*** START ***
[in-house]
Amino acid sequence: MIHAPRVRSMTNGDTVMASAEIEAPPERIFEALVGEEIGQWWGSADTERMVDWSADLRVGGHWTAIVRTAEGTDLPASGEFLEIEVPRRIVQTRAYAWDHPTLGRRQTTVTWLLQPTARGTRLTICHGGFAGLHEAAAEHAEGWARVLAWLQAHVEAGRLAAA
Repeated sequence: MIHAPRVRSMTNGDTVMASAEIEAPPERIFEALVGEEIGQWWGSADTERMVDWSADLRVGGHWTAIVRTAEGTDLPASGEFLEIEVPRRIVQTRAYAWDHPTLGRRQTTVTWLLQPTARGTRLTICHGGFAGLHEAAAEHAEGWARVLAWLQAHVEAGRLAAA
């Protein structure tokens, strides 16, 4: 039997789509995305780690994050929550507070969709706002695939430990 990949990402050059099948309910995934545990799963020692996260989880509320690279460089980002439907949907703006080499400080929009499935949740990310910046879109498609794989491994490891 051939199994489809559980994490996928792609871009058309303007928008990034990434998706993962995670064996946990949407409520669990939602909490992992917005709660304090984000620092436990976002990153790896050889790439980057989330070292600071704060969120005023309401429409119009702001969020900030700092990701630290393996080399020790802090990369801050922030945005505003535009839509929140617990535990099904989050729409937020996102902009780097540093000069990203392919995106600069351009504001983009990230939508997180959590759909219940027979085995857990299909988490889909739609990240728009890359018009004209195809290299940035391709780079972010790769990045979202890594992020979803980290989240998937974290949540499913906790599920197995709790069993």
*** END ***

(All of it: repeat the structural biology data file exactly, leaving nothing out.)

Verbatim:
[in-house]
Amino acid sequence: MIHAPRVRSMTNGDTVMASAEIEAPPERIFEALVGEEIGQWWGSADTERMVDWSADLRVGGHWTAIVRTAEGTDLPASGEFLEIEVPRRIVQTRAYAWDHPTLGRRQTTVTWLLQPTARGTRLTICHGGFAGLHEAAAEHAEGWARVLAWLQAHVEAGRLAAA
Repeated sequence: MIHAPRVRSMTNGDTVMASAEIEAPPERIFEALVGEEIGQWWGSADTERMVDWSADLRVGGHWTAIVRTAEGTDLPASGEFLEIEVPRRIVQTRAYAWDHPTLGRRQTTVTWLLQPTARGTRLTICHGGFAGLHEAAAEHAEGWARVLAWLQAHVEAGRLAAA
């Protein structure tokens, strides 16, 4: 039997789509995305780690994050929550507070969709706002695939430990 990949990402050059099948309910995934545990799963020692996260989880509320690279460089980002439907949907703006080499400080929009499935949740990310910046879109498609794989491994490891 051939199994489809559980994490996928792609871009058309303007928008990034990434998706993962995670064996946990949407409520669990939602909490992992917005709660304090984000620092436990976002990153790896050889790439980057989330070292600071704060969120005023309401429409119009702001969020900030700092990701630290393996080399020790802090990369801050922030945005505003535009839509929140617990535990099904989050729409937020996102902009780097540093000069990203392919995106600069351009504001983009990230939508997180959590759909219940027979085995857990299909988490889909739609990240728009890359018009004209195809290299940035391709780079972010790769990045979202890594992020979803980290989240998937974290949540499913906790599920197995709790069993």